If you’ve ever wondered whether Dota 2 or League of Legends is the most popular multiplayer online battle arena game, or how long you’d need to spend on a treadmill to burn off that party size bag of chips you just ate, you know that you can probably find the answer by accessing a couple of relevant information sources and then applying what seems like a natural and straightforward reasoning process.
However, using multi-step reasoning to reach an understanding and solve a problem is still considered a challenge in the world of machine learning algorithms. Current mainstream question and answer (QA) systems and large-scale QA datasets such as the Stanford Question Answering Dataset (SQuAD) can only perform single-hop reasoning within a limited-size text block and find answers through keyword matching. Meanwhile, datasets that do support multi-step reasoning (e.g. COMPLEXWEBQUESTIONS and QAngaroo) show a low diversity due to the use of predefined knowledge bases in dataset construction. No existing QA datasets can effectively guide the model to learn reasoning and explanation.
To address this issue a team that calls itself the “Hot Pot Brothers” — Zhilin Yang from Carnegie Mellon, Peng Qi of Stanford University, and the Montreal Institute of Learning Algorithms’ Saizheng Zhang — recently introduced their HotpotQA Dataset, which supports a diverse, complex-reasoning-driven natural language QA system.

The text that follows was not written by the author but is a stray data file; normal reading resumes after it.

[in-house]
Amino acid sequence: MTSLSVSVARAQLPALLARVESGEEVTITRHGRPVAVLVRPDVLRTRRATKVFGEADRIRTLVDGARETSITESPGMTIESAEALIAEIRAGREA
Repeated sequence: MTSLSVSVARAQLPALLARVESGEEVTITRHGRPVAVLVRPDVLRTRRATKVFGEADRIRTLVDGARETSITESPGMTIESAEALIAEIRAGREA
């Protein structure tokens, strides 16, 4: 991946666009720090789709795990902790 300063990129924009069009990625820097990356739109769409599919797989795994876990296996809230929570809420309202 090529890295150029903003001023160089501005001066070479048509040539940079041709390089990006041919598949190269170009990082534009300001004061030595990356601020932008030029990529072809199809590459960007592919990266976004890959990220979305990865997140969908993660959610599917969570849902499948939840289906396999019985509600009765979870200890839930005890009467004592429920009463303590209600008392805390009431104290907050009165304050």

The trio got the original inspiration for the project over a hot pot dinner in New York City. They noted that a hot pot’s taste results from its multiple ingredients, just as correct answers to queries require multi-hop reasoning based on multiple information sources.
HotpotQA is composed of 113,000 QA pairs based on Wikipedia, one of the world’s largest and most reliable general reference websites. The authors focused mainly on hyperlinks in the first paragraphs of Wikipedia articles to extract the most informative supporting materials for QA creation. For different question types, the team randomly sampled corresponding curated content to generate candidate paragraph pairs and then crowdsourced the query creation, question answering and supporting facts collection.
The HotpotQA Dataset questions are designed to require multi-hop reasoning, ie searching for the answer in different sources. The queries are also highly diverse and not limited to any pre-existing knowledge bases or schema; while the provided sentence-level supporting facts enable QA systems to reason with strong supervision while improving their explanation capabilities.
For more information on the project, the team’s Conference on Empirical Methods in Natural Language Processing (EMNLP) 2018 paper HotpotQA: A Dataset for Diverse, Explainable Multi-hop Question Answering is available on arXiv. Visit HotpotQA’s official website to download the project guide, training dataset and code.
Source: Synced China
Localization: Tingting Cao | Editor: Michael Sarazen